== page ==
23. January 2024
Everyone is talking about battery-powered driving. With the German government's goal of expanding the charging infrastructure throughout Germany by 2030 and further promoting the sale of electric cars, e-mobility is gradually becoming an integral part of its transport sector. Nevertheless, despite a high number of new registrations, EV batteries are still often met with scepticism: short lifetime, insufficient range, technologically immature. But how long do batteries really last? – The core component of every electric car in the ABL eMobility Check.
In addition to the choice of manufacturer and model, range plays a key role when purchasing an electric car. It should be as long as possible, and charging should be fast and effective. One of the decisive factors for the range is the structure of the battery. In line with the modular principle, the battery consists of several modules, which in turn consist of a large number of cells. Chemical processes in the cells supply the energy required to power the car. The total capacity of the battery pack and the energy and power density are decisive for the range of the electric vehicle. Ergo: The more battery cells and the higher the energy density per cell, the greater the available energy. In addition to these factors, the cell format also influences the energy density and range. The cylindrical, prismatic and pouch formats are commonly used. The lithium-ion battery is currently the pioneer on the market.
According to the General German Automobile Club (ADAC) (2024), the range of current e-vehicles is currently between 150 and 610 kilometres. It should be noted, of course, that the range depends on many external factors (e. g. driving style, weather conditions) as well as the power consumption of the electric motor. Good to know: The range that can actually be achieved is therefore often lower than the value stated by car manufacturers (ADAC Ecotest).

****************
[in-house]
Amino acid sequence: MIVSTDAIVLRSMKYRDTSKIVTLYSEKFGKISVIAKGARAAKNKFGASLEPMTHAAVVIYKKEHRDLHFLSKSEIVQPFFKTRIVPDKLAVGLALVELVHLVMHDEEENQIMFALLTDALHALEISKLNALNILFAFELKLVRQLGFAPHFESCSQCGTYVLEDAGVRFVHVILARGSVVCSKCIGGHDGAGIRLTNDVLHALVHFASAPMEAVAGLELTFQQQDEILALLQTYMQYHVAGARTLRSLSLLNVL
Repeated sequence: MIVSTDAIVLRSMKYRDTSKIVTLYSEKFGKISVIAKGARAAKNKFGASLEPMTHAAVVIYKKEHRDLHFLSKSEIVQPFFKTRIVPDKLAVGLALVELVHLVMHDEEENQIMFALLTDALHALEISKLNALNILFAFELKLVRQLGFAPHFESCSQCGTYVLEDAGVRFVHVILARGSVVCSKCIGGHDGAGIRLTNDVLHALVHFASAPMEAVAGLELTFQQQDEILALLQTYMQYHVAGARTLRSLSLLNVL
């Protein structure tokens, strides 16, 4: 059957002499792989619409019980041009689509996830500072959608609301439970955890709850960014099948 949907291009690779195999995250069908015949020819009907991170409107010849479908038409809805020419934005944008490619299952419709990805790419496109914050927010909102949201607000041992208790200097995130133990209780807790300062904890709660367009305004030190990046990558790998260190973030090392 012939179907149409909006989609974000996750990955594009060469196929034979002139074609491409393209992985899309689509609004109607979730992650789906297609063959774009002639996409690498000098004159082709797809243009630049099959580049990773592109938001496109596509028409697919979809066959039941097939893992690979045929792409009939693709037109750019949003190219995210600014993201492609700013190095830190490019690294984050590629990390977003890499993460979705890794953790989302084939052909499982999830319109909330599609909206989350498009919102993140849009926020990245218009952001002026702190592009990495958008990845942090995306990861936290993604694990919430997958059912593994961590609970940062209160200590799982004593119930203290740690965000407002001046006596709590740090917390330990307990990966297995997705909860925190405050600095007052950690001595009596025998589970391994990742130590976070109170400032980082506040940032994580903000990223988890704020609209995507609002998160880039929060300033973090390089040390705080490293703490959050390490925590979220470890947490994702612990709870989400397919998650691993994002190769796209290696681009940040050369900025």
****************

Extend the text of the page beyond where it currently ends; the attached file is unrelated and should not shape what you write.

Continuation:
In fact, a battery loses capacity over time through regular use. This process can be counteracted by taking a few simple measures:
The production of batteries for electric cars is expensive and energy intensive. Therefore: Repair instead of battery replacement! Although the transformation from battery disposal to battery repair has not yet been completed, the expansion of capacities and the transfer of the corresponding expertise is in full swing. Sustainability and resource conservation will be further emphasised by the EU Battery Regulation adopted in June 2023. The battery passport with further information on the product, for example, is intended to ensure greater transparency.
The first decisive factor is whether the vehicle manufacturer is able to repair a defective battery. An intensive analysis of the battery pack is followed by replacement of the affected modules. Moreover, it must be ensured that the voltage of the newly installed module matches that of the other modules.
If one wants to draw an overall conclusion about the battery as a drive technology, it can definitely be rated as forward-looking. Nevertheless, a number of technological, political and user-related challenges still need to be overcome. Efforts to reduce the greenhouse gas balance over the entire life cycle of a battery, to improve the range through new technologies and implement new recycling and reuse scenarios for disused batteries (e. g. as stationary storage for PV systems) will create a corresponding basis. A basis on which electromobility can build sustainably.